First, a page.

Interventional Neuroradiology Service
Brain Tumor Embolization
On occasion, it is helpful to reduce the blood supply to a brain tumor prior to surgery in order to allow for its safe removal. In such instances, a catheter may be threaded through the vein or artery that leads to the artery. Small particulate material, such as polyvinyl alcohol foam, is then injected into the tumor blood supply to reduce blood flow to the artery. This makes surgery safer and easier and reduces a patient’s blood loss during surgery.
Balloon Angioplasty with Stenting
While carotid endarterectomy is the gold standard for the treatment of stroke and stroke-like symptoms due to atherosclerotic disease involving the carotid arteries, interventional neuroradiology offers a viable alternative for some patients. In the past fewyears, in fact, balloon angioplasty with stenting has become a preferred alternative procedure to surgery for many patients. In this procedure, a radiological catheter is threaded through the artery to the narrowed region. A stent is then placed within the artery, compressing the plaque that has narrowed the opening and thereby enlarging the space available for blood flow. Radiographic results of these procedures can often be spectacular, although, in contrast to carotid endarterectomy, this procedure has not yet conclusively proven to reduce the incidence of stroke. This procedure should only be attempted by an experienced cerebral vascular team with the input of a neurologist or neurosurgeon specializing in this area.
If treated within the first three hours of onset, the effects of a stroke often can be reversed using a proven front-line therapy called intravenous thrombolysis. This procedure involves the direct injection of the "clot busting" drug t-PA. However, some patients fall outside the three-hour window or fail to respond to the drug. In such instances, another treatment alternative that is available is intra-arterial thrombolysis. In this procedure, a catheter is threaded into the cerebral arteries, and an angiogram is performed to reveal the exact location of the artery blockage. The catheter may be advanced into the clot to mechanically disrupt the clot as well as used for infusion of local TPA. Like intravenous thrombolysis, this can be a very effective means of reversing the effects of stroke for patients.
The photos below show a case of a right middle cerebral artery embolus that was treated with intra-arterial thrombolysis. The first slide is with the right middle cerebral artery occluded. The second is recanalization after IA t-PA.
(1) The right middle cerebral artery is occluded.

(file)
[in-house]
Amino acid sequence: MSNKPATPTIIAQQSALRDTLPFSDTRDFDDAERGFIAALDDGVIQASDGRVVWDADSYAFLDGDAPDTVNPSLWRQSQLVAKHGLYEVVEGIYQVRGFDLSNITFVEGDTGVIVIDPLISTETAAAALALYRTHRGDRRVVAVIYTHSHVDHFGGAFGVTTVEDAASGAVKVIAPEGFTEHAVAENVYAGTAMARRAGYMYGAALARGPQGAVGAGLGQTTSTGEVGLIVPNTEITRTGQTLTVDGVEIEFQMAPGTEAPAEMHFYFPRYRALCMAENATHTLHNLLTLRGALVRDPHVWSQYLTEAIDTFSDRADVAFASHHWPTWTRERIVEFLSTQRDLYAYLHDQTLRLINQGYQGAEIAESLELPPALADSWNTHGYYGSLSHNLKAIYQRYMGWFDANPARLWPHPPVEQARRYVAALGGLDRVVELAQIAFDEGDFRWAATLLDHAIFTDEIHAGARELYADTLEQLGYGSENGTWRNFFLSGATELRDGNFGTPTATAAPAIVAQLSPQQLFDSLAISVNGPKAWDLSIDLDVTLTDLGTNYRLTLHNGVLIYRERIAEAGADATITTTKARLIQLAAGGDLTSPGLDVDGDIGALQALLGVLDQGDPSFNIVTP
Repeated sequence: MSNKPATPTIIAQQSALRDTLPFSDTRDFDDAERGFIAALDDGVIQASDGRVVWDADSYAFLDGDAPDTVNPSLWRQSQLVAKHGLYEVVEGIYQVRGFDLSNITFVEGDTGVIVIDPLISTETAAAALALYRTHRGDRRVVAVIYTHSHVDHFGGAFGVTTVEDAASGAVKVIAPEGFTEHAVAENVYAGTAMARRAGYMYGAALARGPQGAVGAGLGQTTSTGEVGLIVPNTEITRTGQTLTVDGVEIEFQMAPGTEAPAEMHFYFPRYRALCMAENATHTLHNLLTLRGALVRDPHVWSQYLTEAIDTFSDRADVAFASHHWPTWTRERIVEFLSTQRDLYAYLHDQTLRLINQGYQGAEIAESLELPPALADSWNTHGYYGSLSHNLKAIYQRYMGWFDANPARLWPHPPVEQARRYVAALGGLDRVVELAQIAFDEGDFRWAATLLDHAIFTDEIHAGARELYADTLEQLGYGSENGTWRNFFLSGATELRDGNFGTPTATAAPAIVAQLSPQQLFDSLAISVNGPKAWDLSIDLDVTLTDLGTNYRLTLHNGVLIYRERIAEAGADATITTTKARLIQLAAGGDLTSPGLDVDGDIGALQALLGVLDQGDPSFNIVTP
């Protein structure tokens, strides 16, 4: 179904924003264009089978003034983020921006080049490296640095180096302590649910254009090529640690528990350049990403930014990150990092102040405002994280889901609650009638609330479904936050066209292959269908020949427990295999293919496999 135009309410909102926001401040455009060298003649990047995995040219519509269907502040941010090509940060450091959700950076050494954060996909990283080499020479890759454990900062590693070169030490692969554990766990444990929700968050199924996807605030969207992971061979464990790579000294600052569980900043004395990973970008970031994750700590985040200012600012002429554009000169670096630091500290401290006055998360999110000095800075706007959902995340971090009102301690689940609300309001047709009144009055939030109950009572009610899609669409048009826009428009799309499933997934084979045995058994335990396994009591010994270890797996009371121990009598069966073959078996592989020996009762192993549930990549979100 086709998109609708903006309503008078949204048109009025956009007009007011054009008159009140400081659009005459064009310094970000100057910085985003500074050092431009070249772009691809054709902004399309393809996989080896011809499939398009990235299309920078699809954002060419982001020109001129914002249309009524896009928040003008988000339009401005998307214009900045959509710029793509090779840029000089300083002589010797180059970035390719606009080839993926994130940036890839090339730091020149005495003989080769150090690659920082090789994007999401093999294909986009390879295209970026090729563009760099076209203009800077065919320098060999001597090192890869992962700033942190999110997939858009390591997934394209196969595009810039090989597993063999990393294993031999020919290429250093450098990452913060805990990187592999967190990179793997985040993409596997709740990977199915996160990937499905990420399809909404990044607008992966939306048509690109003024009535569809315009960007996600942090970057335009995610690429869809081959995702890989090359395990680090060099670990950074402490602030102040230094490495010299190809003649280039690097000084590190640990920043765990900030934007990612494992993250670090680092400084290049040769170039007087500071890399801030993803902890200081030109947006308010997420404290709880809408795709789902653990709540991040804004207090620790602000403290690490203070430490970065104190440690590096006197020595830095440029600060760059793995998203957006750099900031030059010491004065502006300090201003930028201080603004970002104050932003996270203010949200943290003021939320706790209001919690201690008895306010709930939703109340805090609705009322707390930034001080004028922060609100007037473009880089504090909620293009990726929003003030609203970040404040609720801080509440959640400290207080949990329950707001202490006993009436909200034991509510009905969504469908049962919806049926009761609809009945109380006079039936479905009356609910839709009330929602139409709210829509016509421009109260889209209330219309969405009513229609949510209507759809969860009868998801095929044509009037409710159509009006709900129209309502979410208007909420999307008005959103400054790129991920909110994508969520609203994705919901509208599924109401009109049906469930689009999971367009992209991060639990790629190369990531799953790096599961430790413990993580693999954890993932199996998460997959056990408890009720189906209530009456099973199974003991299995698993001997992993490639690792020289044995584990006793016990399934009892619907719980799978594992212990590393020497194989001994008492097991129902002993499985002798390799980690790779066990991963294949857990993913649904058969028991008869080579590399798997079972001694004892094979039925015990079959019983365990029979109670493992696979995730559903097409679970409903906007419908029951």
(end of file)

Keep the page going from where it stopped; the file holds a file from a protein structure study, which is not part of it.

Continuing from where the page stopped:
(2) Recanalization after IA t-PA.
Guglielmi Detachable Coil (GDC)
Introduced in the early 1990s, GDC is a technique that involves advancing a platinum coil into an aneurysm and then subsequently removing it by electrolysis. This procedure can only be used under certain circumstances and with the joint input of a neurovascular surgical team. This technique has proven particularly effective in preventing aneurysms from re-rupturing, at least in the short term. The ability of the GDC to prevent hemorrhage over many years, as has been demonstrated with aneurysm clipping, is still being determined. At CNI, each patient with an intracranial aneurysm is evaluated on an individual basis for GDC treatment. Learn more about aneurysms.
Patients suffering subarachnoid hemorrhage due to an aneurysm in many cases will undergo cerebral vasospasm. This results in a narrowing of the blood vessels in the brain as blood from the hemorrhage leaks into the brain cavity, irritating the large vessels at the base of the brain. This narrowing can reduce blood flow to that area of the brain, resulting in a complete stroke. Cerebral angioplasty has proven to be an effective and enduring treatment to reverse this sequence of events. With this procedure, a catheter is threaded through the vessels to the area of the vasospasm, and a balloon is inflated to reopen the artery and restore proper blood flow.
Beginning in the late 1980's, the surgery on AVM's was facilitated by embolization using substances such as polyvinyl alcohol. As with brain tumors, this decreased the amount of bleeding seen at the time of surgery. However, since AVM's carry a particularly large amount of high pressure blood flow, the risk of blood loss can be prohibitive, rendering many large lesions inoperable. At CNI, Dr. Yakes has pioneered a new type of treatment that infuses the AVM with absolute ethyl alcohol. This has resulted in immediate sclerosis of the embolized vessels. In lesions in which he has been able to obtain a complete radiographic obliteration of the lesion, he has experienced at 69% cure rate. This type of treatment has not been duplicated elsewhere. Dr. Yakes has been invited to many destinations around the globe to educate others about this technique.